We collected two kinds of data: interaction logs about user behavior, and verbal data the participants reported. Figure 4 shows the results of log data analysis. The coefficients represent the changes in dependent variables as latency decreases from the delay condition to the control condition. We found a significant main effect for latency on triggered brush rate. Overall, users shift strategies in response to varying latency. The rates for brushing and range selection increase as latency decreases. This pattern is less obvious in navigational events such as zooming and panning. Under the delay condition, since processing each interaction will result in accumulated delay and serious usability problems, we implemented debouncing where imMens maintains a queue of events being fired, delays processing by 500ms, and drops unprocessed events when a new event of the same kind arrives. For processed events, we found significant main effects of latency for all data-related event types.
To analyze the verbal data collected, we first coded the data into seven categories: observation, generalization, hypothesis, question, recall, interface, and simulation (please refer to our research paper for details about these categories.) Figure 5 shows the results of verbal data analysis. In summary, lower latency encourages insight generation. We found significant main effects of interactive latency on observation rate, generalization rate and hypothesis rate. The coefficients represent the changes in dependent variables as latency decreases from the delay condition to the control condition (+0ms). Interestingly, the rate at which the participants ask questions is not affected by latency.
An unexpected result is that initial exposure to delay dampens later performance. Delays experienced in the first session affect subjects’ subsequent performance; even when the delay is removed in the second session, a negative impact on user performance persists.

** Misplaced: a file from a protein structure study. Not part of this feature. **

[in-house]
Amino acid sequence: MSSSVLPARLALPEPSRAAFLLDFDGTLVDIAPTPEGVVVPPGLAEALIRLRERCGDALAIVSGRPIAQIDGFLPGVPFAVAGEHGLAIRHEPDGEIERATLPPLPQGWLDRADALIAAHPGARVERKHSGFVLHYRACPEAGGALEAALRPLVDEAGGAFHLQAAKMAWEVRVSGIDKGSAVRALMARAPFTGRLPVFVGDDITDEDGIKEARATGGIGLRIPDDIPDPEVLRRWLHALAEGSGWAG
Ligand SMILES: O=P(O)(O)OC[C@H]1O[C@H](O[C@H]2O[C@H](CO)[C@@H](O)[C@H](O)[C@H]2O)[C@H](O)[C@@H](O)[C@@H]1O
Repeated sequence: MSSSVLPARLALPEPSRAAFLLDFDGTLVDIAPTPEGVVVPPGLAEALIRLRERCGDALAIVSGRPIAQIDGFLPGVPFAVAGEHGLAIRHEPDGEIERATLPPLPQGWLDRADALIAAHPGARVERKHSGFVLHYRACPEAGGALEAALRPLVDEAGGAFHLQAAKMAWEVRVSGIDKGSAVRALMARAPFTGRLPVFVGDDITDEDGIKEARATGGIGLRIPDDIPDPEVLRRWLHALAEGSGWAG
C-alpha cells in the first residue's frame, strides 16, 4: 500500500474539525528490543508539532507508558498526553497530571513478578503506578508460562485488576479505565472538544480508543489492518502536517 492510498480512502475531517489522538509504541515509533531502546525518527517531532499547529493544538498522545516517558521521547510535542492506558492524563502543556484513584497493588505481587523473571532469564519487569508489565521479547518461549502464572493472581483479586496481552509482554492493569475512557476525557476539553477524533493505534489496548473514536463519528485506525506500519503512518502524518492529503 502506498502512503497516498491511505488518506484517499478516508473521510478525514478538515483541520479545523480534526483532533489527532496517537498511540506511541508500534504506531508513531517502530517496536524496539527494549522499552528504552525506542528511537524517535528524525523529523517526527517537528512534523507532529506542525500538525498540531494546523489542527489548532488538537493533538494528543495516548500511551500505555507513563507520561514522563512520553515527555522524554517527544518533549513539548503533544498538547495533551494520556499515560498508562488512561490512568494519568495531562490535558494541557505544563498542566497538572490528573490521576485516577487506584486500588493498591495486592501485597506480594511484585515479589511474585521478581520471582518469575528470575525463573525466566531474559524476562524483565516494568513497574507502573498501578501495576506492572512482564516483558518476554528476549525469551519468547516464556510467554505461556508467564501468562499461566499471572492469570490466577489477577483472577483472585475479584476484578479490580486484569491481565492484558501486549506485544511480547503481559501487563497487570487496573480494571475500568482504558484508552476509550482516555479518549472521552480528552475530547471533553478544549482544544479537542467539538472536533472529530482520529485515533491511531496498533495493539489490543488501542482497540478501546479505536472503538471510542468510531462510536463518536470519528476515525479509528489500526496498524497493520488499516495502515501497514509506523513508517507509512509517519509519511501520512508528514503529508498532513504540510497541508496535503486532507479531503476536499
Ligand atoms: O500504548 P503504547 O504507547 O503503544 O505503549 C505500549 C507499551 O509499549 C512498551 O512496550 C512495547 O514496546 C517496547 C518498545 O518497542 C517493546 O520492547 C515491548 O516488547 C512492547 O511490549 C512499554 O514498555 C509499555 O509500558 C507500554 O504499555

At the end of each study, we asked subjects if they noticed anything different about the system between the two sessions. While many participants clearly observed the difference in latency, 6 out of 16 subjects did not report a noticeable difference in terms of system responsiveness. Of these six subjects, half experienced delay in the first session and half analyzed the mobile check-in dataset first. One subject (P9) even remarked:
“One thing that jumps out at me then is the fact that both of these things (datasets) were equivalently responsive, despite the scale of the second [dataset] is like .. you said, one versus a hundred? But yeah in terms of responsiveness the two kind of feel the same.”
Implications for System Design
Our study confirms that an injected delay of half a second per operation adversely affects user performance in exploratory data analysis. To conclude that high latency is bad, however, would be an over-simplification. As the experiment results demonstrate, some operations, such as zooming, are less sensitive to delay than others. In optimizing system performance, we can take such observations into consideration. Traditionally, visualization system design often takes a modular approach: the visualization pipeline is divided into stages with dedicated components for data management, scene graph construction and rendering. Optimization efforts have largely centered around each of these pieces separately. For example, a number of efforts are concerned with speeding up data processing with little consideration of the corresponding user interface design.
Our study suggests the value of taking a user-centric approach to system optimization.
Our study suggests the value of taking a user-centric approach to system optimization. Instead of uniformly focusing on reducing latency for each of the processing stages in the visualization pipeline, a potential optimization strategy is to analyze the interaction space supported by the visual interface and balance computational resources between interactive operators. For example, more aggressive caching or prefetching methods may be employed for operations sensitive to small variations in latency, such as brushing and linking.
We will present our research paper, “The Effects of Interactive Latency on Exploratory Visual Analysis,” at InfoVis 2014, November 9-14, in Paris.
* Zhicheng Liu is a research scientist in the Creative Technologies Lab at Adobe Research. Before joining Adobe, he was a postdoctoral scholar at the Department of Computer Science of Stanford University, working with Jeffrey Heer. he completed his PhD in the Human-Centered Computing program at Georgia Tech in spring 2012, advised by John Stasko.